Bike Child Carrier 112wYou don’t have to go farther than Hollywood to see one reason Bicycle Neglect is so rampant in North America. Consider the 2005 film The 40-Year-Old Virgin. The middle-aged protagonist, obsessed with video games and action figures, seems stuck in early adolescence. The film spends two hours lampooning him for being emasculated, immature, not a real man. His vehicle? A bike. (You can almost hear the schoolyard snickers.)
To be a successful adult, apparently, you have to drive. Cycling is for children; cycling is for losers. In this view, it’s fitting that the pinnacle of the sport of cycling is the Tour de France. (Implied snicker about France as a symbol—unfair, of course—of all that’s cowardly, effeminate, and weak.)

Call this Bicycle Shame.

  • Oh, one other thing. A variant of Bicycle Shame that’s increasingly heard in Cascadia’s transportation debates is that cycling is elitist. It’s for privileged, overeducated, white people. For urbanites. For intellectuals. (And they probably speak French.)

    In the imagery that’s typically invoked, real people—regular people, who work real jobs and raise real families—travel by regular means. They drive. They have no other choice. (See this and a recent example.)

    These cultural associations are damnably hard to counteract, because their roots are emotional, even sociological. They have to do with in-groups and out-groups; with status, prestige, and identity. Overcoming them, therefore, is as much about creating new associations—or strengthening alternative ones—as it is about counterargument.

    Still, analysis isn’t irrelevant, to which end, a few notes:

    Emasculated? Driving a car or truck is about as strenuous as sitting on a couch, while cycling builds cardiovascular fitness and muscle tone with every pedal stroke. The rejoinder to “Tour de France” is “Lance Armstrong.”

    Childish? Well, yes, the highest cycling rates in North America are among those under 18 years of age. But the young bike because they’re not allowed to drive, not because there’s anything innately childish about pedaling. Minors are also the most active in team sports, yet we don’t think of professional athletes as childish or immature. This stigma on cycling is just Car-head.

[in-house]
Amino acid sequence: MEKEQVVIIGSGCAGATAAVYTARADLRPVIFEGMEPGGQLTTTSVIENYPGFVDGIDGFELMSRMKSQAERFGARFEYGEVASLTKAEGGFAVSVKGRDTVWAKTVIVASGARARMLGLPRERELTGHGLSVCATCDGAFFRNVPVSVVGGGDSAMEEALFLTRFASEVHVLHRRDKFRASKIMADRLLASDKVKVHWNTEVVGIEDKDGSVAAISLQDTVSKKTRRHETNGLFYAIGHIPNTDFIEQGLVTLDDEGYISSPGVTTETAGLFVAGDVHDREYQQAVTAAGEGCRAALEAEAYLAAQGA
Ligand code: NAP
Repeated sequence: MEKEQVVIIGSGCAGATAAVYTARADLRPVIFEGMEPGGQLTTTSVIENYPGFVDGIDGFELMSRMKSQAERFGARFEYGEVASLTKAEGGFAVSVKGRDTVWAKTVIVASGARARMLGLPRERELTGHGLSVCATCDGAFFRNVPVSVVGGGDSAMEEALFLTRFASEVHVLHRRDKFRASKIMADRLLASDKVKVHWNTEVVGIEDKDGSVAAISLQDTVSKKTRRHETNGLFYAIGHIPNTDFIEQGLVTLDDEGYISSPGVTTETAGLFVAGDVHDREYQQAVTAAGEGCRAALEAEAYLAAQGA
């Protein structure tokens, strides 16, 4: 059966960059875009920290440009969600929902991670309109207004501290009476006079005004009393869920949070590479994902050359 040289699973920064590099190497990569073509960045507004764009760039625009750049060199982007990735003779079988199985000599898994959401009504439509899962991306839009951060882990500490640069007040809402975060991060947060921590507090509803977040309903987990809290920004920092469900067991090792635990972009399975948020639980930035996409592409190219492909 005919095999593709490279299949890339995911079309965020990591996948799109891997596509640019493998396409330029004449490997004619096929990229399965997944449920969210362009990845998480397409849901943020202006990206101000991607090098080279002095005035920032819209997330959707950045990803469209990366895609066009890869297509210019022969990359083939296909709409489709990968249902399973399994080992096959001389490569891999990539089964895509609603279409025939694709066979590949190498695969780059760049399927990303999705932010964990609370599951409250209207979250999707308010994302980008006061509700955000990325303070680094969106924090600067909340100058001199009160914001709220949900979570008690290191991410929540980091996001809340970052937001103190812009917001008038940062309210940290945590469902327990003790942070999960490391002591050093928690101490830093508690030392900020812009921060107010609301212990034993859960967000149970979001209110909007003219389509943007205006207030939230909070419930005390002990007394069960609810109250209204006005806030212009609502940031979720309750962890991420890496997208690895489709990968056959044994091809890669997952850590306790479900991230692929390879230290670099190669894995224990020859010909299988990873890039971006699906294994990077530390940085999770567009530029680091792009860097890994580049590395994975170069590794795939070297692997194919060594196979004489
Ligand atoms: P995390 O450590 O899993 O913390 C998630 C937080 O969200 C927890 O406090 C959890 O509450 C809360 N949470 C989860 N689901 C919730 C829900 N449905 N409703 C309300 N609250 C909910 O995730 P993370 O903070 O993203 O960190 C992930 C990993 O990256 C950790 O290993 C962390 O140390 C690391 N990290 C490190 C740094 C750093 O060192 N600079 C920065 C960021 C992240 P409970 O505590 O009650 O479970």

Losers? Elitist? Um. Where to begin?!

    How about some data? The good people at the Puget Sound Regional Council shared with me their data on commuting choices by household income. Here’s a table of the breakdown, from the 2000 census, for residents of Washington’s King, Kitsap, Pierce, and Snohomish Counties.

    Means of Transportation to Work Median Household Income, 1999
    Ferry $71,050
    Work at home $69,000
    Car, truck, or van $66,920
    Motorcycle $65,500
    All commuters $65,000
    Bicycle $61,000
    Bus $52,200
    Walk $34,000

    (PSRC also analyzed the 1990 census, which showed a very similar rank-order of median incomes by commuting mode.)

    Clearly, on average, cyclists are neither economic overlords nor hard-luck cases. Cycle commuters are poorer than car commuters, but richer than bus commuters and walkers. (The real elite in the greater Seattle area, apparently, work at home or ride ferries, and the only huge divergence from the norm is that people who walk to work have much less money than everyone else.)

    Still, these data are only partial. They ignore the massive statistical influence of age: walking and biking commuters tend to be young, so their incomes are nowhere near peak levels. Drivers tend to be older, so their incomes are higher. Furthermore, these data reveal the median income of commuters but not the distribution of incomes that shape those medians. Are cycle commuters clustered around that median or polarized to the extremes?